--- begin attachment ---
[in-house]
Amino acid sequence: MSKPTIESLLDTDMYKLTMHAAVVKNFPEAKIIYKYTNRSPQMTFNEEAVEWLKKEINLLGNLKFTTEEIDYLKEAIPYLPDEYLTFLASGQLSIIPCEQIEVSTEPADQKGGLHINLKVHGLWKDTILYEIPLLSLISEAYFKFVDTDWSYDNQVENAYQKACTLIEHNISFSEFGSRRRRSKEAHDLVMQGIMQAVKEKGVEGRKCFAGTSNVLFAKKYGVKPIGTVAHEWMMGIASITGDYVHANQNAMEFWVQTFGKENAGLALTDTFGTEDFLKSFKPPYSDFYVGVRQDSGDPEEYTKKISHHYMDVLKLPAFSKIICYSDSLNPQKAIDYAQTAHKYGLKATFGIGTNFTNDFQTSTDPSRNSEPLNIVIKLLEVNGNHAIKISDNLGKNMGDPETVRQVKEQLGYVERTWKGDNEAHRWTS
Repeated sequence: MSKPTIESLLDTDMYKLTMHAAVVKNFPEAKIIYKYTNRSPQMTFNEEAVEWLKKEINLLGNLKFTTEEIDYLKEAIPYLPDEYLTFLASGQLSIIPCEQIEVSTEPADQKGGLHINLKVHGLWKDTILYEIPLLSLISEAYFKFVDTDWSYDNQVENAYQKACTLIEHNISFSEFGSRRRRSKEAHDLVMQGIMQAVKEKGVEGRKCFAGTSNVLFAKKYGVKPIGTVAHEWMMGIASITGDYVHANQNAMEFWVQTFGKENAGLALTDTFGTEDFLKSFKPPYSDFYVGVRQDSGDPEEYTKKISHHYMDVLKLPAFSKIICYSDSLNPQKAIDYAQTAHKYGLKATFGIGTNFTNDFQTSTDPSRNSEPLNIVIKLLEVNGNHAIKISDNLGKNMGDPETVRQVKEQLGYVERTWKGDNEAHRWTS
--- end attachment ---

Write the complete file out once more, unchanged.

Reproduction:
[in-house]
Amino acid sequence: MSKPTIESLLDTDMYKLTMHAAVVKNFPEAKIIYKYTNRSPQMTFNEEAVEWLKKEINLLGNLKFTTEEIDYLKEAIPYLPDEYLTFLASGQLSIIPCEQIEVSTEPADQKGGLHINLKVHGLWKDTILYEIPLLSLISEAYFKFVDTDWSYDNQVENAYQKACTLIEHNISFSEFGSRRRRSKEAHDLVMQGIMQAVKEKGVEGRKCFAGTSNVLFAKKYGVKPIGTVAHEWMMGIASITGDYVHANQNAMEFWVQTFGKENAGLALTDTFGTEDFLKSFKPPYSDFYVGVRQDSGDPEEYTKKISHHYMDVLKLPAFSKIICYSDSLNPQKAIDYAQTAHKYGLKATFGIGTNFTNDFQTSTDPSRNSEPLNIVIKLLEVNGNHAIKISDNLGKNMGDPETVRQVKEQLGYVERTWKGDNEAHRWTS
Repeated sequence: MSKPTIESLLDTDMYKLTMHAAVVKNFPEAKIIYKYTNRSPQMTFNEEAVEWLKKEINLLGNLKFTTEEIDYLKEAIPYLPDEYLTFLASGQLSIIPCEQIEVSTEPADQKGGLHINLKVHGLWKDTILYEIPLLSLISEAYFKFVDTDWSYDNQVENAYQKACTLIEHNISFSEFGSRRRRSKEAHDLVMQGIMQAVKEKGVEGRKCFAGTSNVLFAKKYGVKPIGTVAHEWMMGIASITGDYVHANQNAMEFWVQTFGKENAGLALTDTFGTEDFLKSFKPPYSDFYVGVRQDSGDPEEYTKKISHHYMDVLKLPAFSKIICYSDSLNPQKAIDYAQTAHKYGLKATFGIGTNFTNDFQTSTDPSRNSEPLNIVIKLLEVNGNHAIKISDNLGKNMGDPETVRQVKEQLGYVERTWKGDNEAHRWTS